Fortunately, I was able to keep the keyboard clear long enough to do a bit of post Thanksgiving shopping. If I accomplish nothing else over the next few days I’m expecting a shipment of my favored formerly-made-in-England footwear to show up on my doorstep. I wore a standard part of eight-hole Doc Martens all through college and my attempt at a teaching career. A little paste wax and they were good as new for year after year. I changed it up a bit when I went all corporate and switched over to the more “professional” looking oxfords. Still, they were the Made in England accept no substitutes real deal. If I though I could get away with wearing my black “weekend” boots with the parade of khaki pants and polo shirts that are my wardrobe I’d do it in a second… but even my fashion sensibilities have their limits.
Unfortunately, they don’t seem to make brown boots in England anymore, but they make a pretty good replica of the boot I wore for years somewhere in Asia now. It still has 8 eyes. I’m willing to bet it will still fit my foot like the proverbial glove. More importantly I’ve reached an age where I don’t give a damn if Aztec brown combat boots are considered office attire or not. This long time enthusiast is going back to his roots with a pair of English boots, designed by a German seventy or so years ago, and manufactured in China.
1. You’re a racist. Can someone explain to me, perhaps using small and easy to understand words, why I’m a racist because I believe it’s a responsibility of the federal government to have functioning boarders for my country. My travels have carried me to England, France, Germany, Italy, and Mexico and I entered those countries using their established processes and in accordance with their laws. It doesn’t feel like much of a stretch to expect the same of people who want to come to the United States.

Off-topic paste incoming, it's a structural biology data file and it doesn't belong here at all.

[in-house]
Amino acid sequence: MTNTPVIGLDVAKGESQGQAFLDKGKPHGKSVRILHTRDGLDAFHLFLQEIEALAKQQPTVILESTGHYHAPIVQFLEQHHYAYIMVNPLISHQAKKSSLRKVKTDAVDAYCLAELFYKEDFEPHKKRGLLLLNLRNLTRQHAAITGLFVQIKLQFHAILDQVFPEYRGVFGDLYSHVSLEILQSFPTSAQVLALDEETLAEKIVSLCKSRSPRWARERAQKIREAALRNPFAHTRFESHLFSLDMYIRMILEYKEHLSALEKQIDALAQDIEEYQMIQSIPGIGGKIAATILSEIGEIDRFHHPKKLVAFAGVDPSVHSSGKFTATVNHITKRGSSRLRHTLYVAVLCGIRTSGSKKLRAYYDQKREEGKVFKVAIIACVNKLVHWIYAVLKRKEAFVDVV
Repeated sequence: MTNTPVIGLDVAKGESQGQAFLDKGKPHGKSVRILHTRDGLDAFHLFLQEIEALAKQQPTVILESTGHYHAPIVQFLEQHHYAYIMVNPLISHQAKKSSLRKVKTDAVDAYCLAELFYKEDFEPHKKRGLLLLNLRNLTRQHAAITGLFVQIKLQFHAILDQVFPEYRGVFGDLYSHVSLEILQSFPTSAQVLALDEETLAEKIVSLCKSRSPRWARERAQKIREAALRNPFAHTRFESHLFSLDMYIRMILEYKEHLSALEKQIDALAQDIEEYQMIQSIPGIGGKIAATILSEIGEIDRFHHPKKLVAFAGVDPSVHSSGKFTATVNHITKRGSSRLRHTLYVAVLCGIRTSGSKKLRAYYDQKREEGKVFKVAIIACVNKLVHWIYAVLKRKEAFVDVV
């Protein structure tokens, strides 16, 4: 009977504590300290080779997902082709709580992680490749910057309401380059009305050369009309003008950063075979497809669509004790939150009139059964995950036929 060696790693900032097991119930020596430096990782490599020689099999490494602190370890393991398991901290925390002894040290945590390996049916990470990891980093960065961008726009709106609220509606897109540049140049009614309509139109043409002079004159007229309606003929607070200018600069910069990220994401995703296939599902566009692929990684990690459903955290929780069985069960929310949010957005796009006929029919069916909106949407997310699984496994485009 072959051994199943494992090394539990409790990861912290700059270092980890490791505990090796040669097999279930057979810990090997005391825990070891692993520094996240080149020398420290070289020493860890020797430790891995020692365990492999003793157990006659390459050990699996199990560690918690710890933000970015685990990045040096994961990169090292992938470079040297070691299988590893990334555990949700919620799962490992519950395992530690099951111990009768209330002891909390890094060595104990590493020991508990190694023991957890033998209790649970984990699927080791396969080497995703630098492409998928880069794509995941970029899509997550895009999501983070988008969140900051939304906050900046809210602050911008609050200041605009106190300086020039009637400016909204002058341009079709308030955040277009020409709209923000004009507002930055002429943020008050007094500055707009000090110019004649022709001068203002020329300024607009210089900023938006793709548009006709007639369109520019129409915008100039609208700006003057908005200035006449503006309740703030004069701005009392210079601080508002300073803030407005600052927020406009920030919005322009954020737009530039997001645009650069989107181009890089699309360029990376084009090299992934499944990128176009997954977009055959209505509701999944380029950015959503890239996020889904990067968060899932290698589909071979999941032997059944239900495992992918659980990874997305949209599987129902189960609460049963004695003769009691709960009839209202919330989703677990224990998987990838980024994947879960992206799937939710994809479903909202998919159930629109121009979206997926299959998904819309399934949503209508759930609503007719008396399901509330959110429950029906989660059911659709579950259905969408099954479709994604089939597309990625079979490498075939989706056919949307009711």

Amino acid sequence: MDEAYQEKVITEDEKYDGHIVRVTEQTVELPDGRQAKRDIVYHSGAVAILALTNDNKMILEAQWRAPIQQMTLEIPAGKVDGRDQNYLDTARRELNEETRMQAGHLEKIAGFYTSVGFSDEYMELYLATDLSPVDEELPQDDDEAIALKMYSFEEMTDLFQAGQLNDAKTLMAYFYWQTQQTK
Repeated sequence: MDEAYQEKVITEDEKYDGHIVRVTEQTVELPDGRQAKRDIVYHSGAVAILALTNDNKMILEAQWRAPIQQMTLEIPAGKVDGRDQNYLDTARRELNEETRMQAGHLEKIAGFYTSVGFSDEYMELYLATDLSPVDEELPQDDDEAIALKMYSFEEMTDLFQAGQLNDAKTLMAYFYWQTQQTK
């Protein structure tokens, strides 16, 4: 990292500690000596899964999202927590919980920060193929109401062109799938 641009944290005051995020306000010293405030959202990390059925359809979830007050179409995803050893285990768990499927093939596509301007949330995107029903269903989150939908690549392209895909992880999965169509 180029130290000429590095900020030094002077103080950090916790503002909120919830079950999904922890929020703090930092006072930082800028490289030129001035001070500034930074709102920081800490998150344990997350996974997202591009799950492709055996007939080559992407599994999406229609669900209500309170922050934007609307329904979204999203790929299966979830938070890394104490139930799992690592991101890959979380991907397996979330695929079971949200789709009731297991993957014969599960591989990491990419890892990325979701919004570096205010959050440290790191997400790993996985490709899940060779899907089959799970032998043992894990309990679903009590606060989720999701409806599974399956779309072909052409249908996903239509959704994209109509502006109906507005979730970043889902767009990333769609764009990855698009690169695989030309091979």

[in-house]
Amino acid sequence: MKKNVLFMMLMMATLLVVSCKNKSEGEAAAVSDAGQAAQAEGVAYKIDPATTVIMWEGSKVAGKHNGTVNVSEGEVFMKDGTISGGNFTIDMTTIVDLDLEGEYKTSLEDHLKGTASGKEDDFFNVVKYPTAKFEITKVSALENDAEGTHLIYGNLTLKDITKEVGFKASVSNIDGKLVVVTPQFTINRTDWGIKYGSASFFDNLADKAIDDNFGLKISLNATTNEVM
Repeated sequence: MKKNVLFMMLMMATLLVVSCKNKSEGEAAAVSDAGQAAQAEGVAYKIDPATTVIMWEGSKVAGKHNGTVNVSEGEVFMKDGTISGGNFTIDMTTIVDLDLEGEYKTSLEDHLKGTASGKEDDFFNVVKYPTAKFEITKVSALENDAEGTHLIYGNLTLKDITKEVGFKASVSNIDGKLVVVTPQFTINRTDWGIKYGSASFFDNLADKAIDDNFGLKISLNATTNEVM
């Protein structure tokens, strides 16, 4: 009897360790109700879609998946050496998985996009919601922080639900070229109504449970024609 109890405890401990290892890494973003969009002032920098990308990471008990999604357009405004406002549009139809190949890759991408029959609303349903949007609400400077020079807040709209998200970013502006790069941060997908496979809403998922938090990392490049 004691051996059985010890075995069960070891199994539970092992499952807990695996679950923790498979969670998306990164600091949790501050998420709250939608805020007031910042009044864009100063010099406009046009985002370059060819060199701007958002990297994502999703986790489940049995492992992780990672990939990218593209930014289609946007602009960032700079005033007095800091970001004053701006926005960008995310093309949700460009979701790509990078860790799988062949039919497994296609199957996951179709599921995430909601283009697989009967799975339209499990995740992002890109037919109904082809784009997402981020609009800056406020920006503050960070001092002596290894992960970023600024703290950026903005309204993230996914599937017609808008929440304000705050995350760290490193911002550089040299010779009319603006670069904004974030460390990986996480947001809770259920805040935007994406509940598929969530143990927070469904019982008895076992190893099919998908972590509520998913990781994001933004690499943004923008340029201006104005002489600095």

2. Oh my God the traffic! In the absence of anything even remotely newsworthy to cover, news outlets across America have spent a fair amount of time over the last 36 hours commenting on the high volume of Thanksgiving holiday traffic on the roads. The fact that large numbers of Americans take to the roads as part of their holiday tradition probably hasn’t been news since sometime immediately after World War II. Hyping it as “the worst traffic we’ve seen since… last Thanksgiving,” is just lame and not worth the time it took to script the story. Maybe we could use the free air time and column inches to report on something going on somewhere else in the world. I mean you do know that other places aren’t stuffing their faces with turkey and pie today, right?
3. Selective memory. My liberal friends are howling because of the conservatives President-elect Trump is appointing to fill his Cabinet and White House staff positions. In a grand fit of selective memory, they seem to have forgotten the howl that went up when President Obama selected his cabinet and counselors and surrounded himself with leading lights from the left. Sorry folks, that’s what happens when the party running the Executive Branch changes. It means the heroes of the opposition party have to go away for at least four years. Expecting a liberal president to appoint a deep bench of conservative advisors is stupid… and so is expecting a conservative president to surround himself with liberal lions.